rOCCI – A Ruby OCCI Framework

rOCCI is an OCCI 1.1 compliant server implementation written in Ruby. Through its modular architecture it can be easily extended to support arbitrary Cloud Frameworks.

rOCCI as mentioned in our last blog post, is the OCCI implementation that powers the work which enables OCCI interoperability with Amazon EC2.

Work on rOCCI started as part of the EU FP7 project SLA@SOI under the working name OGF-OCCI in early 2011. The goal was to develop an OCCI 1.1 compliant server which initially supports OpenNebula and can later be easily extended to support other Cloud Frameworks. As OpenNebula offered a robust Ruby API binding, it was decided to develop the project in Ruby as well. Soon after work on the implementation started it was accepted as an official OpenNebula Ecosystem project.

Interoperability with other implementations of the OCCI standard was ensured by taking part in testing sessions during the SNIA Cloud Plugfests and using OCCI compliance tools such as the OCCI ANTLR Grammar and the DoYouSpeakOCCI tool. For the last Plugfest taking place at the end of February 2012, the project was renamed to rOCCI in order to distinguish it from the name of the standard (OGF-OCCI).

The current architecture of rOCCI is shown in the following overview:

Detailed architecture showing the components of rOCCI

Current features include:

rOCCI is currently mainly developed by employees of GWDG. New contributors are very welcome. For more information visit:

Home of rOCCI

rOCCI on GitHub

OCCI’fied Amazon EC2

OCCI has been successfully mapped and implemented upon the Amazon EC2 API. The work has been carried out by TU Dortmund University in cooperation with the compute and research center GWDG. The implementation uses the rOCCI framework – more on that in a later post!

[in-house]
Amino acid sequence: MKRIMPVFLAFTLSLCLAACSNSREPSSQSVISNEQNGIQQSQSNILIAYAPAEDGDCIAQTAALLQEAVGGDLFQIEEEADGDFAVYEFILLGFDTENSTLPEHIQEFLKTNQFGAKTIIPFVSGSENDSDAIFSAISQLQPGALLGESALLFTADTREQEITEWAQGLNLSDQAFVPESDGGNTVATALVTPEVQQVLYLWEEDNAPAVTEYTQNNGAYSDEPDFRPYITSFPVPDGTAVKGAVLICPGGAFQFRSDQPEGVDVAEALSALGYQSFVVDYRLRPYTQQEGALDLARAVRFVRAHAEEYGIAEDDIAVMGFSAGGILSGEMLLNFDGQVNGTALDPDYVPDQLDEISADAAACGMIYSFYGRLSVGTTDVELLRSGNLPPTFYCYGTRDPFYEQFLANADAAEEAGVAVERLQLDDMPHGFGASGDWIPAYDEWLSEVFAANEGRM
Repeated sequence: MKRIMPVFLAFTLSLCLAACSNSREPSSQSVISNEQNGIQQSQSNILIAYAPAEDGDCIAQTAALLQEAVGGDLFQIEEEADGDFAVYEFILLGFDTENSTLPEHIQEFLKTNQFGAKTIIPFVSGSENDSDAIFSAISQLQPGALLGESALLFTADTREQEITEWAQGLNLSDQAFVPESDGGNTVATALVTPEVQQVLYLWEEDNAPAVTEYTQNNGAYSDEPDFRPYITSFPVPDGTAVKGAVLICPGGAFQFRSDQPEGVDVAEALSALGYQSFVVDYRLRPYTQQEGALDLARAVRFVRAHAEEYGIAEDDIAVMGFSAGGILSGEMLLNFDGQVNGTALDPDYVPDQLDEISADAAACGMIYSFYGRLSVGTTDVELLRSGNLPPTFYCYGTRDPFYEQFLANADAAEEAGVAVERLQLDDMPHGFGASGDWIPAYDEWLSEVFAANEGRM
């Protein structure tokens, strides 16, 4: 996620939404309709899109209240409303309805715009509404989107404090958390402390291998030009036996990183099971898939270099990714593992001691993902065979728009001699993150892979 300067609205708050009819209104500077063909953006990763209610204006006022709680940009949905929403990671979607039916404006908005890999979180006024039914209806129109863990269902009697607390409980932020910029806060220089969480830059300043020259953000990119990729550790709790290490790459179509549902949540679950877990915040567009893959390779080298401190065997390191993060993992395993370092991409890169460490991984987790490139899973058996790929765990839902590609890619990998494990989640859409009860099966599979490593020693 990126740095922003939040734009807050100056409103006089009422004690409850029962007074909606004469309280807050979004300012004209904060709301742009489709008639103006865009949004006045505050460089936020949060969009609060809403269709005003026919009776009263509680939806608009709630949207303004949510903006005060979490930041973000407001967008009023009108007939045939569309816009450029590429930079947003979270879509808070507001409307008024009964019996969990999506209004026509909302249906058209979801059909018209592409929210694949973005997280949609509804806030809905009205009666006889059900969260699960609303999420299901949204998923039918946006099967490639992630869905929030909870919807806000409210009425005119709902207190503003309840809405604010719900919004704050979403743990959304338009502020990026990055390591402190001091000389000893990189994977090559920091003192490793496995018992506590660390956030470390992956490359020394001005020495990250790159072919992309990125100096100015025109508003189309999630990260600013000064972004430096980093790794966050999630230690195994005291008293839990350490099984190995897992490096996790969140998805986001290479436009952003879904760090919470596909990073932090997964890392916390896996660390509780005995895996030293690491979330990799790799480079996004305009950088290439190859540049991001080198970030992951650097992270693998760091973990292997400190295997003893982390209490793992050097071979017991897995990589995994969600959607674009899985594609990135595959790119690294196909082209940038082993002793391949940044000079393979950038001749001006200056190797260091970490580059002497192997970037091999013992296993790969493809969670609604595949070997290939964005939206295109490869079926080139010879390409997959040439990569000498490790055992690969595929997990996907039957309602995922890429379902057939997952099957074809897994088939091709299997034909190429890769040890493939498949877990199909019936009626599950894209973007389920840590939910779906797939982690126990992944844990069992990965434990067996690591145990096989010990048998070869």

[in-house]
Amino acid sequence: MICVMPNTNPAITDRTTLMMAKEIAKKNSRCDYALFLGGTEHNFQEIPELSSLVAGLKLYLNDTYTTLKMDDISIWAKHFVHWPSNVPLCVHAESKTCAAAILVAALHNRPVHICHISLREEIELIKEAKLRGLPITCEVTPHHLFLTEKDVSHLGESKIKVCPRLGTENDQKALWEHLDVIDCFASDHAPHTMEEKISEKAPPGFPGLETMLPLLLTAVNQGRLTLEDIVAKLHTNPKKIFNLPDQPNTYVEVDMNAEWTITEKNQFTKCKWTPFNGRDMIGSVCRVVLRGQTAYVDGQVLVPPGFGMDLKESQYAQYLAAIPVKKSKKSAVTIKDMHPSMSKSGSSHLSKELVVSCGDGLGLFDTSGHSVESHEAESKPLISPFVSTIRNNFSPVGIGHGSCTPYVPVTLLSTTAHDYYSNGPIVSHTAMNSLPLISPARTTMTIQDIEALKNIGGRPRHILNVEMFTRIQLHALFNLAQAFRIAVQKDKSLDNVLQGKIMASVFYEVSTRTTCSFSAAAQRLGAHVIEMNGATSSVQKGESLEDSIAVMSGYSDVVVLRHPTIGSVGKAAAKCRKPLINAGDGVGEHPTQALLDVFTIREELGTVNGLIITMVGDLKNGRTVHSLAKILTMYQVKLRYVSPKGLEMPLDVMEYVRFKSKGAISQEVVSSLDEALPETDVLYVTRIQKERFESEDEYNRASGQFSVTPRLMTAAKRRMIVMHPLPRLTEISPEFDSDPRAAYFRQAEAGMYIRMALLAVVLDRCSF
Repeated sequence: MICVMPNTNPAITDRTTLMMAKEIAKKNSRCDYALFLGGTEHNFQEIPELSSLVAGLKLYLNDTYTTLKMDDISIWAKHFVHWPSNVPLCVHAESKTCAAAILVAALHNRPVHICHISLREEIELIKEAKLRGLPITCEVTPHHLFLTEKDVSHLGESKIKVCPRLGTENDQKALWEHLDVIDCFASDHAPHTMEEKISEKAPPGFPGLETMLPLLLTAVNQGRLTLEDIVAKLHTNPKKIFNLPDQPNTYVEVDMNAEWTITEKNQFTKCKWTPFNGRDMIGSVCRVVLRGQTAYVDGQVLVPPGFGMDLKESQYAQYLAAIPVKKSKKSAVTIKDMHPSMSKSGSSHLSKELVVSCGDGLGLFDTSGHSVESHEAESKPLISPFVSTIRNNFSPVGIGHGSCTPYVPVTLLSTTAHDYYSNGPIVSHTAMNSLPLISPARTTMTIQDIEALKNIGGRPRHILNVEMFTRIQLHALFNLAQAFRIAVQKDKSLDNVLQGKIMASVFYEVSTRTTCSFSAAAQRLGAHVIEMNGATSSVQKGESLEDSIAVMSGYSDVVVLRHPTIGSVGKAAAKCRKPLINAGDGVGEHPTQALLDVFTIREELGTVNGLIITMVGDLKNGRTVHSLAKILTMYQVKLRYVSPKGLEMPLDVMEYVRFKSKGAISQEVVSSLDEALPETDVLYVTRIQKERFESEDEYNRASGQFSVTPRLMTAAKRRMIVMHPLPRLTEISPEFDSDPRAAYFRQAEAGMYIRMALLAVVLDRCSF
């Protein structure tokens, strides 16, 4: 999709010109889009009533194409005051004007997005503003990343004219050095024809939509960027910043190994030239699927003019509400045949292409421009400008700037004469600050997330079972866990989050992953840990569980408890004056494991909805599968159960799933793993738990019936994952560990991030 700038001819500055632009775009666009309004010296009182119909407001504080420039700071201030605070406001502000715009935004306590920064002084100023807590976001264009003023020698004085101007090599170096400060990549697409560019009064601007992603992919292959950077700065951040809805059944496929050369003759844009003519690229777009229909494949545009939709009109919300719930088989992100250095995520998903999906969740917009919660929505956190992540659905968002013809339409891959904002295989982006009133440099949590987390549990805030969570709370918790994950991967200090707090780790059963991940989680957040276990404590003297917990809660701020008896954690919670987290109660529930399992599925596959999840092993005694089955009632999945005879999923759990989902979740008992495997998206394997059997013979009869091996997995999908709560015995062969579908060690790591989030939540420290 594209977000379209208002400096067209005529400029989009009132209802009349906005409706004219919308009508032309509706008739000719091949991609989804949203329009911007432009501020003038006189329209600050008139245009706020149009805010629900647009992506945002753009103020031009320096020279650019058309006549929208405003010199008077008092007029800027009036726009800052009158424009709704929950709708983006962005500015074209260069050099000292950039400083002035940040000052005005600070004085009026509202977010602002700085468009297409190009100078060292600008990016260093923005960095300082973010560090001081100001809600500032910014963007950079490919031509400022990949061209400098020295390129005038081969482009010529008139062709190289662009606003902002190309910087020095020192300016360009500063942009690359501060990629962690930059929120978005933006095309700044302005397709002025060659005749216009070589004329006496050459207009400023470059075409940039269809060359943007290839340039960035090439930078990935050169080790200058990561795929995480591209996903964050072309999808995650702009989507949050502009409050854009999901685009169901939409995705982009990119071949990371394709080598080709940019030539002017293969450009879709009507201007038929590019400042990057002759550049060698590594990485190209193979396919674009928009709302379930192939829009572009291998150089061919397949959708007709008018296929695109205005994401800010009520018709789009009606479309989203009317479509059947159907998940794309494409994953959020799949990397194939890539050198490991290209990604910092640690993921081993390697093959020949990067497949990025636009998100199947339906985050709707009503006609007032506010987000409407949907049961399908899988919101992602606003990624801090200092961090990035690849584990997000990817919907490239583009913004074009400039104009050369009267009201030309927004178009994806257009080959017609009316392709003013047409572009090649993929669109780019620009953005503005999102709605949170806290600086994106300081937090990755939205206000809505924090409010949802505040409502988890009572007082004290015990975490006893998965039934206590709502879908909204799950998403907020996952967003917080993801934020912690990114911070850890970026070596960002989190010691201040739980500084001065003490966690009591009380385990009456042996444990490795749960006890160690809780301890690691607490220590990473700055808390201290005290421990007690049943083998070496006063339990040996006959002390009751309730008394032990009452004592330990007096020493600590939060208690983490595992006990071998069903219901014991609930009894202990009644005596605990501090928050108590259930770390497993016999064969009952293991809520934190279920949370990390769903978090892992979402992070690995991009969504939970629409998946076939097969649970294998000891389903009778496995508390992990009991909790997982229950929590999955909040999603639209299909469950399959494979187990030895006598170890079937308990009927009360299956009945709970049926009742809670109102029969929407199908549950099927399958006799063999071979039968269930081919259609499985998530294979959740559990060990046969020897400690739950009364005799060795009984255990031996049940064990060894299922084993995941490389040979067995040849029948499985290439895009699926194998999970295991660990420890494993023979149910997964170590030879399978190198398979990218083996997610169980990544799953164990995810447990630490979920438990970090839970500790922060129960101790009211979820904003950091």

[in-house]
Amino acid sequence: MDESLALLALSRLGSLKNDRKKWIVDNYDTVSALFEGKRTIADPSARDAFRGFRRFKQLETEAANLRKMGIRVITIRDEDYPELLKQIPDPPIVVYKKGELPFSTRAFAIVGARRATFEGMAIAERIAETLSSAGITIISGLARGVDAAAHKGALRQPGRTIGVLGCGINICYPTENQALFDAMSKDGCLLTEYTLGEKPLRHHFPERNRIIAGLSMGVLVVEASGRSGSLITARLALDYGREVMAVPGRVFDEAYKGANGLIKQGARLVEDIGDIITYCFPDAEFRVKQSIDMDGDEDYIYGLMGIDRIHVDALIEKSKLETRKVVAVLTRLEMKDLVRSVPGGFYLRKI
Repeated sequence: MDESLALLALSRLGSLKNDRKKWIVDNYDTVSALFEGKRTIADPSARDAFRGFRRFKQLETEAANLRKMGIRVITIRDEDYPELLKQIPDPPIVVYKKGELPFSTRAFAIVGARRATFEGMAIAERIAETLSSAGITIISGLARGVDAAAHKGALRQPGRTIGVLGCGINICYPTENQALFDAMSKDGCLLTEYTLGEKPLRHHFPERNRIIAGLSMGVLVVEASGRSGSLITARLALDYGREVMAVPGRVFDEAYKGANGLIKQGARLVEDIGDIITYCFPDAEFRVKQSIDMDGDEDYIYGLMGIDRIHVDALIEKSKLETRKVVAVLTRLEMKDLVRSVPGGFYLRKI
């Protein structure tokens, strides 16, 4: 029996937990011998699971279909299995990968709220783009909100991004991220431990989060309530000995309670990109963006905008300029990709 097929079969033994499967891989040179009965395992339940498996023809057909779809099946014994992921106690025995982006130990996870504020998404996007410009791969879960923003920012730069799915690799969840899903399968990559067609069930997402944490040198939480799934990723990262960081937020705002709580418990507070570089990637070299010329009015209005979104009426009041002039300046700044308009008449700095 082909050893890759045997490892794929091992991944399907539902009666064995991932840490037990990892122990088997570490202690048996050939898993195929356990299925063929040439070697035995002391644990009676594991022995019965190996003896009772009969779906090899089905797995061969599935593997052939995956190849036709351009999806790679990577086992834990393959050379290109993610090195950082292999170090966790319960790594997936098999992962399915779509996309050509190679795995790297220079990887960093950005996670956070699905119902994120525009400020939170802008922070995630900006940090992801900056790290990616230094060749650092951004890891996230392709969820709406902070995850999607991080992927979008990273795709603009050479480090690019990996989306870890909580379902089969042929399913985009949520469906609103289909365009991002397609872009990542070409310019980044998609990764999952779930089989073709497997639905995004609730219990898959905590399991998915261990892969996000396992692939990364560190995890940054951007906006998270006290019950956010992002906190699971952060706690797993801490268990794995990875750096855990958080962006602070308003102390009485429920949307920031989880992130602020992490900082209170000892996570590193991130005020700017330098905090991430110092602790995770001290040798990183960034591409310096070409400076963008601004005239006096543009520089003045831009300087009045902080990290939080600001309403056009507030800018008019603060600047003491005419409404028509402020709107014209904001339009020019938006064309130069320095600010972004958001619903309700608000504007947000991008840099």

Screencast EC2 in rOCCI from Max Günther on Vimeo.


OCCI and OpenStack

OpenStack is one of the major players in the cloud community at the moment. Still it currently lacks an standardized Interface which can be used to manage VMs. This changes now! During the Cloud Plugfest OCCI has been demoed on top of OpenStack.

The blueprint (details on wiki) for this feature enhancement has been around a while now. And based on this blueprint a first implementation has been created.

Andy Edmonds presented the following slides during the Cloud Plugfest in Düsseldorf which highlight more details of the OCCI interface for OpenStack

As noted this work has partly been sponsored by dgsi and FI-WARE. Now on to interoperability testing and looking into getting other Standards like CDMI on top of OpenStack.

OCCI HTTP Rendering Spec Released

The OCCI HTTP Rendering specification defines how to interact with the OCCI Core Model using the RESTful OCCI API. The document defines how the OCCI Core Model can be communicated with and thus serialised using the HTTP protocol via RESTful semantics.

This is the last document in the v1.1 document series and is now available on the main OGF web site as document GFD.185.

Thanks to all that contributed content and reviews!


OCCI Presentation – A Walkthrough of the Specification

The following slide-set gives an overview (incl. examples) of the OCCI specification:

Please see the ‘speaker notes’ for more information on each slide. The presentation of course can be shared upon request in several formats. Feel free to contact the chairs of the OCCI working group.

Happy Birthday OCCI!

It was two years ago when the first official mail on the then new OCCI mailing list was sent. Since than the OCCI community had a steady grow and is still going strong! This is all the more appropriate given the release of OCCI v1.1 Core and Infrastructure specification documents. As a little special for today we have a celebration version of our logo:

We want to thank the designer of our official Logo since he was so kind to create this special birthday version for us.

OCCI 1.1 Document Series in Public Comment

As of today, all the documents for the revised version (1.1) of the OCCI document series are now in public comment. A lot of work by the OCCI community has gone into this revision so a huge “thanks!” goes out to all who have contributed to the many discussions on the mailing list, IRC, wiki and confcalls. This version paves the way to much exciting implementation work and plugfests in the upcoming months. If you would like to make comments and have your views heard and taken on board, now is an excellent time to do so. Simply:
  1. navigate to the public comments section on the OGF website,
  2. grab a copy of any or all the specification documents
  3. read the spec
  4. submit any comments, questions or improvements back to the public comments page (this can be anonymous if you prefer)